“I have an ‘opportunity’ for you,” said Jim, my manager.
Translation: I have a horrible project that no one else wants to do and I’m going to speak in a high-pitched, excited voice in order to make you think you’re the luckiest person in the company who has been chosen to do it.
This was early on in my career so I was genuinely excited and curious. I am genuinely excited and curious about most things in life, but this was coming from my manager so it had to be big.
“We need someone to lead the stewardship team, to teach marketers how to plan and balance their budgets. It’s a big responsibility – it can save the company millions of dollars – and you have the right skills for it.”
He was asking me to be the Budget Police. No marketer likes the Budget Police. I would spend the rest of my P&G career having lunch alone, staring out of the cafeteria window to avoid angry glances from colleagues passing by.
I protested but Jim was insistent and he was my manager. I didn’t want him to think I wasn’t up for a challenge but I also didn’t want to be stuck with a tedious project. I offered a deal:
“I will take the stewardship project only if I can think of a way to make it fun.”
Jim agreed and I began my assessment. I gathered the facts:
- Each brand manager had to spend their brand budget within +/-0.5%
- This seemed like an insignificant margin but it added up to millions of dollars
- For the past three years, the marketing spend had come significantly under or over budget; both were equally bad because what the company needed was stability
Like a true marketer, I asked myself why? What was holding these intelligent, hard-working people back? To get a deeper understanding, I held focus groups. The methodology was very robust and included corridor chats and eavesdropping on people’s rants about stewardship.
The insights I uncovered:
- Marketers were afraid of looking at their budgets because what if they found a big mess or mistake?
- They didn’t know where to start with managing the budgets because there were so many rules and they were bombarded with things to do
- They felt stewardship was an ungrateful job because they only ever got punished for doing badly but never rewarded for doing well
As a result, they were putting off proper budget work for months… sometimes until the end of the fiscal year when it was too late. I say proper because the company had multiple budget reviews but these focused on the topline and marketers were trusted to do the more detailed and dirty work in their own time.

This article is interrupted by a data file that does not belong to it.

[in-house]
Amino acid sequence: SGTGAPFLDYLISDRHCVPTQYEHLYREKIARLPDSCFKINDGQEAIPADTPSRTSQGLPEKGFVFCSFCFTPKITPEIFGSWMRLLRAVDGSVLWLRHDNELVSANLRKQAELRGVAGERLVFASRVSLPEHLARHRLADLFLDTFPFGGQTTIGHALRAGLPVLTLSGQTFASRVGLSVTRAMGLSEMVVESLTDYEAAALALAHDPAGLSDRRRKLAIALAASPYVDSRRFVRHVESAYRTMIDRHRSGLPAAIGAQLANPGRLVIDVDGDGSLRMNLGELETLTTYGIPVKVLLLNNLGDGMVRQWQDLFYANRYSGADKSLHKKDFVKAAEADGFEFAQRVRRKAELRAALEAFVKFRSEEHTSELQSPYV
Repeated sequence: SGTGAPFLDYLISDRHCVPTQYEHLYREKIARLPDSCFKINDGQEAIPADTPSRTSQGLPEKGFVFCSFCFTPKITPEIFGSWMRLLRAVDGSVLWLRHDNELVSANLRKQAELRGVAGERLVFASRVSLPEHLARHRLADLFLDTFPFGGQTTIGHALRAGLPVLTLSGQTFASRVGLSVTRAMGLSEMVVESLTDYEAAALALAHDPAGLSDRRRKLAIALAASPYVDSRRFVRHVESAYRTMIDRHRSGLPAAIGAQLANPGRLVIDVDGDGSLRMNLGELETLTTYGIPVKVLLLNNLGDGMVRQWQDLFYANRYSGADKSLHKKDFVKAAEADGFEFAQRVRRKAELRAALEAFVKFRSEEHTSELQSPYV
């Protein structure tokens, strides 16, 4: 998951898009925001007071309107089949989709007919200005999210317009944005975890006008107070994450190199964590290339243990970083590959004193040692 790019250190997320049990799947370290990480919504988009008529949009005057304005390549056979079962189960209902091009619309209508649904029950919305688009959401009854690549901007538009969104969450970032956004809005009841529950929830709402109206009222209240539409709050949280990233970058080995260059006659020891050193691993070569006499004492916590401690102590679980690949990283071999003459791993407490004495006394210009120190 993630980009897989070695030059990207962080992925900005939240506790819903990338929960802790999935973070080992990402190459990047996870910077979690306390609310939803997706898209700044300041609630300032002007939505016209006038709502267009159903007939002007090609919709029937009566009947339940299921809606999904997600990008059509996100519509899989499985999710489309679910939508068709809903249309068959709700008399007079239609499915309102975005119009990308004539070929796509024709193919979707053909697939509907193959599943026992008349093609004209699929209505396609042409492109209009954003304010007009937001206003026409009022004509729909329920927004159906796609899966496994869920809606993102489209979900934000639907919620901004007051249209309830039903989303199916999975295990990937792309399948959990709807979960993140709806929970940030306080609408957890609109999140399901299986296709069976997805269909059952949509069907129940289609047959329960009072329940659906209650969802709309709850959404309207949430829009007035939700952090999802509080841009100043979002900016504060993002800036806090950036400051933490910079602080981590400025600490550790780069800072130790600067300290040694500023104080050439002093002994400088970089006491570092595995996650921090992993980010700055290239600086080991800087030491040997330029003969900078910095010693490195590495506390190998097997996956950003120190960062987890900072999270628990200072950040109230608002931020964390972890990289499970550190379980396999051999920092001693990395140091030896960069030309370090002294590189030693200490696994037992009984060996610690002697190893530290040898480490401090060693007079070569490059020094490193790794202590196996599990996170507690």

What was needed wasn’t more budget policing but instead more budget fun. I could do fun, even if it was stewardship related, and so I jumped right in.
I worked with the corporate finance experts to revolutionize the way we taught stewardship to marketers. This involved some mindset changes that led to behavioral changes.
The opposite of scary is sexy
I transformed the tone of voice and the look and feel of all stewardship communication. Presentation cover slides became a picture of attractive celebrities discussing the importance of getting the numbers right. Email subject lines started with ‘Stewardship is Sexy…’ Curiosity engages people. The marketers were surprised by the fresh attitude to budgets and hence opened up for a dialogue on the topic. They opened the emails. They turned up to the training sessions. This alone wasn’t going to sort out the budgets, but it made stewardship more approachable and that was a great start.
One step at a time
I locked myself into a room with the finance team for several hours and mapped out every action that had to take place throughout the year in order to balance the budgets. We designed bite-size communication that contained just one call to action at a time. Now marketers were not only opening our emails, they were actually reading them and taking action. What we were asking them to do was the same as before, but they perceived it as simpler.
The reward for being a nerd doesn’t have to be nerdy
No ‘stewardship excellence’ award, even if it’s embossed with gold and presented in front of the whole company is going to appeal to a marketer. Just because people do nerdy work (budgets are considered nerdy by marketers and most humans – ask around if you don’t believe me), it doesn’t mean they want to be known for it. Our prize was a bottle of real champagne for the best results, presented only in front of peers. I’ve never had so many people coming up to me and asking ‘how can I get one too?’ Our dialogue kept going…
Side note on push backs
I don’t want to leave you with an illusion that this process was a walk in the park. There were many obstacles. My favourite one was when I got a cautionary email from the finance director stressing that stewardship was not a joke and sexy visuals and words were utterly inappropriate. I thought I might get fired. Thankfully we had some early indications that the interventions are working so they turned a blind eye on my unconventional methods.
Whilst everyone didn’t get a bottle of champagne, they did a pretty good job with their budgets. The company-level marketing spend was within target for the first time in three years. This was a happy end and the beginning of a new way of teaching stewardship to marketers – unconventional but highly effective. Oh, and the best part was, I had delivered on my commitment and so I negotiated my release from this project.
Get unstuck by bringing fun to a serious project. Humans will resist an unconventional method but no one can deny the great results it produces.
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